Assessing the Burden of Nodal Disease for Breast Cancer Patients with Clinically Positive Nodes: Hope for More Limited Axillary Surgery.

Journal Article (Journal Article)

BACKGROUND: Omission of axillary lymph node dissection (ALND) is accepted for patients with one or two positive sentinel nodes, and studies are focusing on clinically node-positive patients who have been downstaged with neoadjuvant chemotherapy (NAC). Evidence is lacking for patients with positive nodes who undergo surgery upfront. These patients are assumed to have a higher burden of nodal disease such that ALND remains the standard of care. METHODS: Patients who underwent ALND for breast cancer between 2010 and 2019 at the authors' institution were retrospectively identified. Those with clinical N1 disease were included in the study. Patients who received NAC and those who had surgery for sentinel node positive disease or axillary recurrence were excluded. Clinical and pathologic factors associated with nodal stage were evaluated. RESULTS: Of 111 patients who met the inclusion criteria, 61.3% had a palpable node on exam, and 41.4% ultimately had pN1 disease. Most of the tumors were estrogen receptor (ER)-positive (91.5%), and 21.7% of the tumors were invasive lobular cancers. Lobular histology, tumor size, and metastasis size were associated with higher nodal stage. In the multivariable analysis, the patients with nodal metastasis larger than 10 mm had significantly lower odds of having pN1 disease (odds ratio 0.12; 95% confidence interval 0.02-0.69; p = 0.02). In a subset analysis of patients with palpable nodes, tumor size and histology remained significantly associated with nodal stage. CONCLUSION: More than 40% of breast cancer patients with clinically positive nodes had minimal nodal disease (pN1) at surgery. Additionally, palpable nodes on exam did not predict higher nodal stage. A subset of patients with clinically positive nodes may be identified who can potentially be spared the morbidity of ALND.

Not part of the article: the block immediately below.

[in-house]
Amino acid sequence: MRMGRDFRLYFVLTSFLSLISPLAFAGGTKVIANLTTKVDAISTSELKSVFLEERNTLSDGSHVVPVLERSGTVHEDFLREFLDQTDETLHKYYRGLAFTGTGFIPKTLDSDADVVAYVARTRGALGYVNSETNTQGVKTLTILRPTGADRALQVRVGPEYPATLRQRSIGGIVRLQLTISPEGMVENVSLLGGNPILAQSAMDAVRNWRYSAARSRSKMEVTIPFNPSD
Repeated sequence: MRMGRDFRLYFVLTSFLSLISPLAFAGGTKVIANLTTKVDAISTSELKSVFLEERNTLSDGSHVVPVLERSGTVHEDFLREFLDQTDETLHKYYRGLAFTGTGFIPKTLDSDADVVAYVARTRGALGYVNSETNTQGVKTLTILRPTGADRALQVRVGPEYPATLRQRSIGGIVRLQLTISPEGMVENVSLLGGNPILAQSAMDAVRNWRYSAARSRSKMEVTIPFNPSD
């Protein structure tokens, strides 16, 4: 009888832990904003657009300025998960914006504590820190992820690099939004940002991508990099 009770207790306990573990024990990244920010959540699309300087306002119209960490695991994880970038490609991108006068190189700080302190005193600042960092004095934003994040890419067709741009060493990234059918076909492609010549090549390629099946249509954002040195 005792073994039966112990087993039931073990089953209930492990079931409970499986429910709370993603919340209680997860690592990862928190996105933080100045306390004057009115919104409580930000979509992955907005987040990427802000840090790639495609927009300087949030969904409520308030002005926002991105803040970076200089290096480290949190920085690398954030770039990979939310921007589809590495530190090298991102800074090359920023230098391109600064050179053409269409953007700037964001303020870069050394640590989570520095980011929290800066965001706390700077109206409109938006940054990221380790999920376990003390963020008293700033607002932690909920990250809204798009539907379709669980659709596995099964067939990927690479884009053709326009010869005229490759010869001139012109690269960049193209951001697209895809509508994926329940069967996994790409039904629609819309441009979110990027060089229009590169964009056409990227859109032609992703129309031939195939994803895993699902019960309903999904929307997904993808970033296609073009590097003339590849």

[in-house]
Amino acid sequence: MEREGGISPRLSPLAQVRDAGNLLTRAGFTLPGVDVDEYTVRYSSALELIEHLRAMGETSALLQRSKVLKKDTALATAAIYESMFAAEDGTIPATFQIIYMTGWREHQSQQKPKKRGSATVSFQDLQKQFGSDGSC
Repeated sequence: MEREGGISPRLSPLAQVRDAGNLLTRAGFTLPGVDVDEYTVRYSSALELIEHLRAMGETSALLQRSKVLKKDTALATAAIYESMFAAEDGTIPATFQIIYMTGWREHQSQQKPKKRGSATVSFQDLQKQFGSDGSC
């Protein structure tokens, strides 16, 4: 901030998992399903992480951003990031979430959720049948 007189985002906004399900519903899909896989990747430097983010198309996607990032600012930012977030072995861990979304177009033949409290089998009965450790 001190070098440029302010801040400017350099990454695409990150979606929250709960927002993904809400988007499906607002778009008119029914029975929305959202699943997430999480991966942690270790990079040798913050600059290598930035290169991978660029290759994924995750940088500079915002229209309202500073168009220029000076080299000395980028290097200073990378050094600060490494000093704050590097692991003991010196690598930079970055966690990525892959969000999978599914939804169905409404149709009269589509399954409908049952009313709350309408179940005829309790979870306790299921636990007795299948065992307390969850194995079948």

Full Text

Duke Authors

Cited Authors

  • Angarita, S; Ye, L; Rünger, D; Hadaya, J; Baker, JL; Dawson, N; Thompson, CK; Lee, MK; Attai, DJ; DiNome, ML

Published Date

  • May 1, 2021

Published In

Volume / Issue

  • 28 / 5

Start / End Page

  • 2609 - 2618

PubMed ID

  • 33084993

Electronic International Standard Serial Number (EISSN)

  • 1534-4681

Digital Object Identifier (DOI)

  • 10.1245/s10434-020-09228-5


  • eng

Conference Location

  • United States